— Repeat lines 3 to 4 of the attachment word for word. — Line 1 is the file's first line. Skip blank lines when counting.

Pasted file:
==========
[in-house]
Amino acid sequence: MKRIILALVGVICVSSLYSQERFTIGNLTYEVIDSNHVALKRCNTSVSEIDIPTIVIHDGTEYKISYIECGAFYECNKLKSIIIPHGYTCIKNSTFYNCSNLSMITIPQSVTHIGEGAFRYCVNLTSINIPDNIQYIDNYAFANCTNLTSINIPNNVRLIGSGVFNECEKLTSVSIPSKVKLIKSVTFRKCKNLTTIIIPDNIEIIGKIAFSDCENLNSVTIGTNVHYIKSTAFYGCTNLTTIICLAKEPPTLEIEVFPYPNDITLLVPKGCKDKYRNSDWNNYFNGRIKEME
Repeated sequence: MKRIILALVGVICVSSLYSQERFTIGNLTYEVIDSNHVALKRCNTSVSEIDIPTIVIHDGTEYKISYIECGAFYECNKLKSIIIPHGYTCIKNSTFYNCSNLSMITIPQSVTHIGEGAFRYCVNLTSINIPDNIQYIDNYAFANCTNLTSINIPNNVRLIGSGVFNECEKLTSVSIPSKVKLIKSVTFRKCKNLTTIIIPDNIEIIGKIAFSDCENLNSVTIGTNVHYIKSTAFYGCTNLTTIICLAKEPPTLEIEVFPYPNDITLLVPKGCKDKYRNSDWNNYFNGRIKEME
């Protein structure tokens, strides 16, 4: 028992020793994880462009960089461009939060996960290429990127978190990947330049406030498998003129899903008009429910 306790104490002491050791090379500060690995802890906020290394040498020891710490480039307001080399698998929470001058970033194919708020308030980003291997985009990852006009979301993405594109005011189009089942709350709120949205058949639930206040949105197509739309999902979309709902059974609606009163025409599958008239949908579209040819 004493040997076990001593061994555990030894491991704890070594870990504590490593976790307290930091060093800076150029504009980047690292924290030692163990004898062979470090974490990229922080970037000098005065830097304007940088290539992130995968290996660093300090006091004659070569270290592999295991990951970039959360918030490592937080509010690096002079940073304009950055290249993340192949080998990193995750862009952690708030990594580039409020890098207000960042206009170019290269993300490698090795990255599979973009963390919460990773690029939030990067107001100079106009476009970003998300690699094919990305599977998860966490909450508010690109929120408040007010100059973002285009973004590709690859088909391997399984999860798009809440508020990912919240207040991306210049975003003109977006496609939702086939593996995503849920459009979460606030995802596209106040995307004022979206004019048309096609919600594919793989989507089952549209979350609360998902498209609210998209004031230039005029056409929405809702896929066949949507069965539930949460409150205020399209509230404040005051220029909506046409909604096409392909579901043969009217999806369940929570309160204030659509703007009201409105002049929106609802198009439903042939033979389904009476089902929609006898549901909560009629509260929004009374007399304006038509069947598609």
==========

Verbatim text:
Repeated sequence: MKRIILALVGVICVSSLYSQERFTIGNLTYEVIDSNHVALKRCNTSVSEIDIPTIVIHDGTEYKISYIECGAFYECNKLKSIIIPHGYTCIKNSTFYNCSNLSMITIPQSVTHIGEGAFRYCVNLTSINIPDNIQYIDNYAFANCTNLTSINIPNNVRLIGSGVFNECEKLTSVSIPSKVKLIKSVTFRKCKNLTTIIIPDNIEIIGKIAFSDCENLNSVTIGTNVHYIKSTAFYGCTNLTTIICLAKEPPTLEIEVFPYPNDITLLVPKGCKDKYRNSDWNNYFNGRIKEME
């Protein structure tokens, strides 16, 4: 028992020793994880462009960089461009939060996960290429990127978190990947330049406030498998003129899903008009429910 306790104490002491050791090379500060690995802890906020290394040498020891710490480039307001080399698998929470001058970033194919708020308030980003291997985009990852006009979301993405594109005011189009089942709350709120949205058949639930206040949105197509739309999902979309709902059974609606009163025409599958008239949908579209040819 004493040997076990001593061994555990030894491991704890070594870990504590490593976790307290930091060093800076150029504009980047690292924290030692163990004898062979470090974490990229922080970037000098005065830097304007940088290539992130995968290996660093300090006091004659070569270290592999295991990951970039959360918030490592937080509010690096002079940073304009950055290249993340192949080998990193995750862009952690708030990594580039409020890098207000960042206009170019290269993300490698090795990255599979973009963390919460990773690029939030990067107001100079106009476009970003998300690699094919990305599977998860966490909450508010690109929120408040007010100059973002285009973004590709690859088909391997399984999860798009809440508020990912919240207040991306210049975003003109977006496609939702086939593996995503849920459009979460606030995802596209106040995307004022979206004019048309096609919600594919793989989507089952549209979350609360998902498209609210998209004031230039005029056409929405809702896929066949949507069965539930949460409150205020399209509230404040005051220029909506046409909604096409392909579901043969009217999806369940929570309160204030659509703007009201409105002049929106609802198009439903042939033979389904009476089902929609006898549901909560009629509260929004009374007399304006038509069947598609």